The layout of SharePoint in terms of content ‘silos’ should be explicitly defined. Examples of this include silo-formation of areas to provide a specific SharePoint deliverable, for example Search. Others include places where business teams will work in a dynamic environment, and those where say records are kept. This is a huge area to consider, that said, start with the basics and design a clean taxonomy of site structure – this is a core aspect of the roadmap allowing you to prioritise the solutioning of these. Once the basic high level structure of sites has been defined and agreed you should post this to a central site (called a One Stop Shop) and make it available to all – this helps users identify where content is located and describes why the structure has been applied. This is also a continual task as the business evolves, so does the taxonomy – however, the high level should not be subject to change.

Work with SharePoint ‘out of the box’ features and avoid customisation unless strictly necessary

There are many reasons why when building SharePoint delivery that implementers stick with seeking to use out of the box features. First, there’s the training element. Second, there is the support element, and third, there is the user adoption element. All go hand in hand. Training because to on-board new users (and existing) takes time and resources; this is extended if SharePoint is modified using third party components. Support, because adding third party tools means they have to be built into being managed, as well as the normal support element (instead of keeping the eye on a priority ball there are now many to juggle). User Adoption, since users now have to contend not only with the use of SharePoint unmodified, but with SharePoint modified. Let me explain this with a simple scenario.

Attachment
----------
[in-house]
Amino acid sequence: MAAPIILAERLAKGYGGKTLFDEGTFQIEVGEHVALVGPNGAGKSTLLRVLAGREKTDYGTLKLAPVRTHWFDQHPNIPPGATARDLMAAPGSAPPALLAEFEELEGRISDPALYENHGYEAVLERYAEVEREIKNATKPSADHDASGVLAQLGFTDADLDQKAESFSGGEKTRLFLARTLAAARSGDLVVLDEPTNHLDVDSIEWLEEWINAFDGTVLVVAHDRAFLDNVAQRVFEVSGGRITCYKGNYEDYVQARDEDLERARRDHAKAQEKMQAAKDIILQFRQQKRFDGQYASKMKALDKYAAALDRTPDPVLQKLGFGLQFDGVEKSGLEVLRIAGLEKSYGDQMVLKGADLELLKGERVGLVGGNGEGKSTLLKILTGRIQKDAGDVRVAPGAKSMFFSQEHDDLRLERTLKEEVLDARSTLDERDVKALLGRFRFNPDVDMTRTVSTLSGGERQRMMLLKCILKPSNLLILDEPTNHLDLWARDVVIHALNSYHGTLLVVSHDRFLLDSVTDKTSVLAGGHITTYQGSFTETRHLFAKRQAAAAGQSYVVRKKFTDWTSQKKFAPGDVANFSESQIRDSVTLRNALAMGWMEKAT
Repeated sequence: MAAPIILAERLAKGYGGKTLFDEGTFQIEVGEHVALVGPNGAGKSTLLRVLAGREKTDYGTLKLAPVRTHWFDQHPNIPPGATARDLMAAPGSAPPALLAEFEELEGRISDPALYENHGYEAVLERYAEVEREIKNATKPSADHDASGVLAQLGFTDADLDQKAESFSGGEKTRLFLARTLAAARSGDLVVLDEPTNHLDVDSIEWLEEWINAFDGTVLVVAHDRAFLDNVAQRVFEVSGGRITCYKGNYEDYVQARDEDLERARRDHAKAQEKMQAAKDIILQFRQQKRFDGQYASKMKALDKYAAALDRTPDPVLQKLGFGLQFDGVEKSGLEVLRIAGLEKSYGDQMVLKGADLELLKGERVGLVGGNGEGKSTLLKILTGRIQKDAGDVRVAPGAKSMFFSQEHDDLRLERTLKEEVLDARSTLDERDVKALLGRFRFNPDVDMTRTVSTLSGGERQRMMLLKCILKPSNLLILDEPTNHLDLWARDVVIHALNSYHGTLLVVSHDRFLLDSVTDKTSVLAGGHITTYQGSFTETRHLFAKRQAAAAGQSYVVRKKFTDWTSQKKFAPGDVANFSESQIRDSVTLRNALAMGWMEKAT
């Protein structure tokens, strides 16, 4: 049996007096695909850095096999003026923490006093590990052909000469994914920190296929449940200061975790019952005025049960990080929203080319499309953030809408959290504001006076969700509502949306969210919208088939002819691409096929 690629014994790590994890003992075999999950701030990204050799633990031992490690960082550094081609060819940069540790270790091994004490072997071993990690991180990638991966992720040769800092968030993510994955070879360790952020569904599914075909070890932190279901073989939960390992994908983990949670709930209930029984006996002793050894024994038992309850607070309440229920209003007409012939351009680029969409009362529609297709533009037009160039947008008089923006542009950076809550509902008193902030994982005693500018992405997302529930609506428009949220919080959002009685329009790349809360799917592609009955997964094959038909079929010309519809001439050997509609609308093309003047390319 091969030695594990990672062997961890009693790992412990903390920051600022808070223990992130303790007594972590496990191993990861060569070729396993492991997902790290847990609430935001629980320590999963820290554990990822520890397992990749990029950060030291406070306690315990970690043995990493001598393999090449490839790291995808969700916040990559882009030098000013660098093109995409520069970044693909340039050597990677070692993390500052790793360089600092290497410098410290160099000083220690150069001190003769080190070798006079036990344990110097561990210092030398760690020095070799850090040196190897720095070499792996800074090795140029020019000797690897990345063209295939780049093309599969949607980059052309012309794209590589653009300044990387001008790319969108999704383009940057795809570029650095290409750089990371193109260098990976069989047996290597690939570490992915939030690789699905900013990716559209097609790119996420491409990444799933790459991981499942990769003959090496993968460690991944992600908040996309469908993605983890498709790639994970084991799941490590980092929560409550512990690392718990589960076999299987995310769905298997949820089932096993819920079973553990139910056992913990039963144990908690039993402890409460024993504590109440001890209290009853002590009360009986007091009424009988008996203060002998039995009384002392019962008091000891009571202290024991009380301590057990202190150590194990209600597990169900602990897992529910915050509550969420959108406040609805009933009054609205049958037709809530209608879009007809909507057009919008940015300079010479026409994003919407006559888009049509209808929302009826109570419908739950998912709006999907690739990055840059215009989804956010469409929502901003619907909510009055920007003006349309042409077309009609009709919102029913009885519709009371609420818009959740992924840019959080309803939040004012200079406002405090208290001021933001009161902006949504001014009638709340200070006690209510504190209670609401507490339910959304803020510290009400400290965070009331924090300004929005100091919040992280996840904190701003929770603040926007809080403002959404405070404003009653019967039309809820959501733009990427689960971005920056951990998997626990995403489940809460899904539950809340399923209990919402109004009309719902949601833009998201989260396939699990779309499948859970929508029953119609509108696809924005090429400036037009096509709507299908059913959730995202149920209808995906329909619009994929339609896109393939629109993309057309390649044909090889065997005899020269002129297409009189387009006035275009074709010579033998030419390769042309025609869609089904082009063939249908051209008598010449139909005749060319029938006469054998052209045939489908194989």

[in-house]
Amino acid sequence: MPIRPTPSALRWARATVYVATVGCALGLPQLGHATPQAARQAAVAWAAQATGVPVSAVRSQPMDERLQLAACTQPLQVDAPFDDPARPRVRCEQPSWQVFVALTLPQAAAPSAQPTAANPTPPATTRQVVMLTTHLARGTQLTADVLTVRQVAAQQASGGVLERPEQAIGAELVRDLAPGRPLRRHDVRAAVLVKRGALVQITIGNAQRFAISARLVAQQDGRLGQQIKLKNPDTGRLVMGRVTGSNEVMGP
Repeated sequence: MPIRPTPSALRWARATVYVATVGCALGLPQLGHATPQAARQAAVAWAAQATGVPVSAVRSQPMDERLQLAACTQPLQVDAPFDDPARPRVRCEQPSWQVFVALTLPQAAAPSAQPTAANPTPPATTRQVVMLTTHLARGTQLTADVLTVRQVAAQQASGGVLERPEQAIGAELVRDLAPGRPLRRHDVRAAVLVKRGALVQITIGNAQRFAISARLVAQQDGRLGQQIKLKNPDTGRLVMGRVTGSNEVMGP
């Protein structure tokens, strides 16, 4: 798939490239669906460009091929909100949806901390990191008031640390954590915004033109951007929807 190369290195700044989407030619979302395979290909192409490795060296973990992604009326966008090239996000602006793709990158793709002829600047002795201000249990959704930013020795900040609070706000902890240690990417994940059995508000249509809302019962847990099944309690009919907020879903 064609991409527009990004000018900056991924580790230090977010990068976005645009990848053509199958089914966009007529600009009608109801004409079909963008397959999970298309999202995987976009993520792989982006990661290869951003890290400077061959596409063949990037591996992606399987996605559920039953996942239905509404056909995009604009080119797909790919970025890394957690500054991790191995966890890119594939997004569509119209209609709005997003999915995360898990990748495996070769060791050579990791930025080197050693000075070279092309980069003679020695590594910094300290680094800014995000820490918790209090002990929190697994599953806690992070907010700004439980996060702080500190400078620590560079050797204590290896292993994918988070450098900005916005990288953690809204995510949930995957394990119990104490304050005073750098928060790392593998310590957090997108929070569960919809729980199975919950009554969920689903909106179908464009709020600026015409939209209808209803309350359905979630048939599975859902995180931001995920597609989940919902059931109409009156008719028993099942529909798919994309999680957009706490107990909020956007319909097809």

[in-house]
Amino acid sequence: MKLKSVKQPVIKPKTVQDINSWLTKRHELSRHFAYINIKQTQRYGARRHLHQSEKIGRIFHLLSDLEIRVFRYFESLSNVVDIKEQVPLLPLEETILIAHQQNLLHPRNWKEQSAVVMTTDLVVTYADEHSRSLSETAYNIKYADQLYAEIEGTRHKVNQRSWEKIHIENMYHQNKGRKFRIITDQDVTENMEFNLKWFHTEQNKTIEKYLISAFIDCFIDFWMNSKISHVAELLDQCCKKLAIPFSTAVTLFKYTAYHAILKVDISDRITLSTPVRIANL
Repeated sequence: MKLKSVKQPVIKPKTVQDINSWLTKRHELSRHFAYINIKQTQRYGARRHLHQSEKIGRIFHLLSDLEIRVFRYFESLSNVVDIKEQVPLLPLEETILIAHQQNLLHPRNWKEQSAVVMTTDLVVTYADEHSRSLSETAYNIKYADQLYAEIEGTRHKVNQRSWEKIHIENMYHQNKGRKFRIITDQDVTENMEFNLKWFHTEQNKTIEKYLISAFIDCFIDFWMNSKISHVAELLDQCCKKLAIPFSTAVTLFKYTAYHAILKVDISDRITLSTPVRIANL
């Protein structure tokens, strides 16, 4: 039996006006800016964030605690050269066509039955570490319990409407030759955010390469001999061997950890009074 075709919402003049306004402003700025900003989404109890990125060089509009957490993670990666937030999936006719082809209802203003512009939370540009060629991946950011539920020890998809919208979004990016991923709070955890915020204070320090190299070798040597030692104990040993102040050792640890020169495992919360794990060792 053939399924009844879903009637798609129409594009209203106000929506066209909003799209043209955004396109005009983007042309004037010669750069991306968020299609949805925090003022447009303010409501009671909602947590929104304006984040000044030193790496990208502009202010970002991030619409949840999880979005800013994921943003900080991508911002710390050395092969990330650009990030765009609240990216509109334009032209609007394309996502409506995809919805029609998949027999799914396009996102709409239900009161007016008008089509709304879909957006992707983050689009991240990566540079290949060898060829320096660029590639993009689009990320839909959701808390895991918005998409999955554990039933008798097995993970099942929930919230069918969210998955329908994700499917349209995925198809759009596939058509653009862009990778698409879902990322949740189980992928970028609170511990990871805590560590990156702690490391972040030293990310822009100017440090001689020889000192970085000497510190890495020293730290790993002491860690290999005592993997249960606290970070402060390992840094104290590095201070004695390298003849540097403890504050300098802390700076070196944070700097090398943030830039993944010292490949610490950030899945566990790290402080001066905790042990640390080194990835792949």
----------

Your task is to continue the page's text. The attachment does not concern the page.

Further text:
Company XYZ has SharePoint environment with two SharePoint web applications, Web Application A and Web Application B. Web Application B is customised – its look, feel and certain fundamental operations have been customised. Users have access to both of these Web applications.

The result? Confusion reigns as users find that the fundamental operations in Web Application A are unlike Web Application B.

Guiding Principles are important.

As pointed out earlier, SharePoint in an organisation is simply a part of their computing provision. And like any part of the software puzzle in an organisation, the role of service delivery and support goes much further than simply solving technical problems as they crop up. This thinking sits critically with SharePoint as it has a much more intrinsic connection with the business users. The aim is nothing less than ensuring service delivery acts as a catalyst by which the Business and IT meets their fundamental purpose; that of making workers more productive with SharePoint.

Throwing a stick into a pond and waiting for your pet dog to jump in and retrieve it will not help unless there is an incentive and they have been trained!

You cannot hope to do build SharePoint Service Delivery without getting help from your users – so be ultra-enthusiastic and passionate about your aims and you will succeed in getting their aid.

So the principles laid out above will help you creating a solid SharePoint delivery structure, with flexible requirements meeting business using out of the box features from the outset, continued training and alignment with the business goals concerning SharePoint’s evolving roadmap.